George Russell drives a Rokit-sponsored Williams car during Formula 1 pre-season testing in 2020.

George Russell drives a Rokit-sponsored Williams car during Formula 1 pre-season testing in 2020.
Photo: Rudy Carezzevoli (Getty Images)

If you’ve followed motorsport — honestly, just about any form of motorsport — over the past few years, there’s a good chance you’ve seen a car sponsored by a company called Rokit. Rokit has dipped its toes into everything from IndyCar to Formula 1 to Formula E, and it’s also secured deals with other sports teams, like the Oakland Raiders, the Los Angeles Chargers, and the Houston Rockets. Except, as Sportico writes, the company has left a path of lawsuits, bankruptcies, and abandoned deals in its wake.

If you’ve ever wondered what, exactly, Rokit does, well, you’re not alone. The company purports to do just about everything. It sells alcohol and e-bikes and cell phones. It’s introducing gaming platforms and WiFi in cities. Rokit funds multiple radio stations. You can also, inexplicably, purchase Rokit healthcare and burial services.

While some companies have succeeded in offering a diverse range of products, those companies usually don’t appear out of nowhere, signing multiple high-profile and multi-million dollar sponsorship deals with major sporting entities. Now, after several of those deals have fallen through, we’re finally getting the deep dive into the company that we deserve.

From the Sportico article:

The Raiders’ due diligence, two people familiar with the process told Sportico, focused on the financial heft of the prospective sponsor’s biggest backer, Patrón Spirits Co.’s billionaire co-founder John Paul DeJoria, who’d just sold his 70% stake in the tequila giant to Bacardi in a $5.1 billion deal. At the same time, DeJoria, who also co-founded and runs the Paul Mitchell haircare juggernaut, was working with his longtime British business partner, Jonathan Kendrick, to boost their mercurial, 20-year-old ROK brand into Rokit.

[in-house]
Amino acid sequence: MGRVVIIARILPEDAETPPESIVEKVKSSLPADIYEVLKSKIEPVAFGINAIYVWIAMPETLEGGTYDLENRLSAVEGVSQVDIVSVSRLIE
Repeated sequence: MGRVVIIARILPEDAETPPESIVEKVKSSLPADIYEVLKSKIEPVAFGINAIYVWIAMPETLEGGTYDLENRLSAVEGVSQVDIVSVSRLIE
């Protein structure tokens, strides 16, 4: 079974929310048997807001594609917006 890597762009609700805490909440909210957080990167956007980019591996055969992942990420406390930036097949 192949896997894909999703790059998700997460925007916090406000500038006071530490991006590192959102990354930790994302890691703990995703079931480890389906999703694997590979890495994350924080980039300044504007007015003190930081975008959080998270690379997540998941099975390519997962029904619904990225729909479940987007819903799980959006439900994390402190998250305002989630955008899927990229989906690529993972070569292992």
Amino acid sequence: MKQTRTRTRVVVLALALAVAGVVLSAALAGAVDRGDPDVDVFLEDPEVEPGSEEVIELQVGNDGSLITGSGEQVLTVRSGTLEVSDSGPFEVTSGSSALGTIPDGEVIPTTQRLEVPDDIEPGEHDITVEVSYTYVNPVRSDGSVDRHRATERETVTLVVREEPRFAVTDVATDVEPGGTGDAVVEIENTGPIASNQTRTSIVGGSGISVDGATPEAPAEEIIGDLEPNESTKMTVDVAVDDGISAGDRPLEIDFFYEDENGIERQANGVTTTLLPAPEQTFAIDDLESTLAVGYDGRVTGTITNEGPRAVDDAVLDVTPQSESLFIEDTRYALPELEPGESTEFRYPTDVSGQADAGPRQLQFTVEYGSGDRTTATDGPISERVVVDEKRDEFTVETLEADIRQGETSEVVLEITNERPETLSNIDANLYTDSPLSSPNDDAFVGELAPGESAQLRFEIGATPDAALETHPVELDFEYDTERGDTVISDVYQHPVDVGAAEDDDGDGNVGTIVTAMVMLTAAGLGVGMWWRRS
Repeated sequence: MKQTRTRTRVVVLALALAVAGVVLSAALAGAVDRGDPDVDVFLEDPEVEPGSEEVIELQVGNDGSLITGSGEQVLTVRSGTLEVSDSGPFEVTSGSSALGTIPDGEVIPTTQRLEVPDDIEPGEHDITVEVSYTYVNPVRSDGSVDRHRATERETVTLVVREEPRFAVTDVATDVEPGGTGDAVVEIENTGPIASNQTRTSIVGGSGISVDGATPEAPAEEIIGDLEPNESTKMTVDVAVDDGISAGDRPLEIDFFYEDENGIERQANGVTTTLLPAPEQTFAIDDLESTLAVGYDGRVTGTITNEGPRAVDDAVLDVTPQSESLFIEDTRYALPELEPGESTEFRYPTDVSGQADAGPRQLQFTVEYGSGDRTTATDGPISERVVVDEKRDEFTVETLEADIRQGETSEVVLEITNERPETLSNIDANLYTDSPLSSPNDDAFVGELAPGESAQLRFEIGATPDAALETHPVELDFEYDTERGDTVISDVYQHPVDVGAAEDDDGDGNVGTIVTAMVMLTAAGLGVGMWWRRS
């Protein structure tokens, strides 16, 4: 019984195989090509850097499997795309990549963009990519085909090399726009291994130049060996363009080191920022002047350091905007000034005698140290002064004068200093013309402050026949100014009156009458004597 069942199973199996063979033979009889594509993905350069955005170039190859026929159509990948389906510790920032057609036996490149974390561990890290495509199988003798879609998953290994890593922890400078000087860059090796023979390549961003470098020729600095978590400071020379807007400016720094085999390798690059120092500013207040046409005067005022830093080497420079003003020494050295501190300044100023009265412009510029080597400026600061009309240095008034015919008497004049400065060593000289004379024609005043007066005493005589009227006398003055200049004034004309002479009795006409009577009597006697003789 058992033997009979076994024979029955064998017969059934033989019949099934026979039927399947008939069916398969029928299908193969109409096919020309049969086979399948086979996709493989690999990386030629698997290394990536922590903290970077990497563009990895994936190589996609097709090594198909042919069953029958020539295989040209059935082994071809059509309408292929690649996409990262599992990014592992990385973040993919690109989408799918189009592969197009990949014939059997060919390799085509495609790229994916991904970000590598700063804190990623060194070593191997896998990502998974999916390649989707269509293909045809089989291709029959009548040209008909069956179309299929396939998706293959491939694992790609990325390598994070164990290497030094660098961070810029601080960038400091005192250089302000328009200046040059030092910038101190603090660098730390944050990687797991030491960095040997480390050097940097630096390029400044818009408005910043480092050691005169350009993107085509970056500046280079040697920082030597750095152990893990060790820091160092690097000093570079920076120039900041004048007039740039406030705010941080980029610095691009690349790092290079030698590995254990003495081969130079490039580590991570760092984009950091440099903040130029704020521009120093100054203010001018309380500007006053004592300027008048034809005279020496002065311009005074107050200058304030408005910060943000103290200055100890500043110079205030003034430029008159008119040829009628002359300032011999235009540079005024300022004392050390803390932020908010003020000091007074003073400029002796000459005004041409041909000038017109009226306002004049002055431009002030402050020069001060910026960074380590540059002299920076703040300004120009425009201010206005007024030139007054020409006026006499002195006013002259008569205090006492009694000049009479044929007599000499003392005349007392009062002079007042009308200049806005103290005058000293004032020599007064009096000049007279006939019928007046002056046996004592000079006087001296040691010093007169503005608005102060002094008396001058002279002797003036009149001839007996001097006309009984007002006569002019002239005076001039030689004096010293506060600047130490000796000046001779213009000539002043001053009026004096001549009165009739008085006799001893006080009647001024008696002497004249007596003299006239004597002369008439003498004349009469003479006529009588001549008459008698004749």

DeJoria, though not an officer nor employee, was an active part of the Rokit discussions with the Raiders, the sources said. They added that his involvement, in addition to multiple conversations with counterparts at the Rockets, Chargers and Williams Racing, made the Raiders comfortable signing a long-term agreement with a relatively unknown entity.

(If you’re not familiar, that DeJoria surname is well known in racing. John Paul DeJoria’s daughter Alexis competes in NHRA events.)

That comfort level didn’t exactly last. After talking through a 10-year deal worth more than $60 million, Rokit soon owed the Raiders $5.9 million that it never paid.

Much of the article talks about other sports, but because this is a car website, I want to focus on the motorsport deals. Rokit’s highest-profile deal came as a title sponsor of Williams Racing, for which it signed an $18.59 million deal only to default. This year, Rokit sponsored A. J. Foyt Racing in IndyCar, using its money to field both Tatiana Calderon and J. R. Hildebrand in the team’s No. 11 machine. It then proceeded to miss payments, and the team was forced to pull the car from the running.

But one of the biggest and perhaps most confusing storylines — and a question to which no one really has an answer — is why Rokit managed to be so successful in some sports and why it totally defaulted on payment in others. For example, Rokit’s title partnership with Venturi in Formula E not only lasted a full season, but it also helped lead the team to a second place in the overall Championship.

The full article is available behind a paywall on Sportico or for free via Variety. It’s one hell of a ride, so make sure you give it a read.

By Kelli

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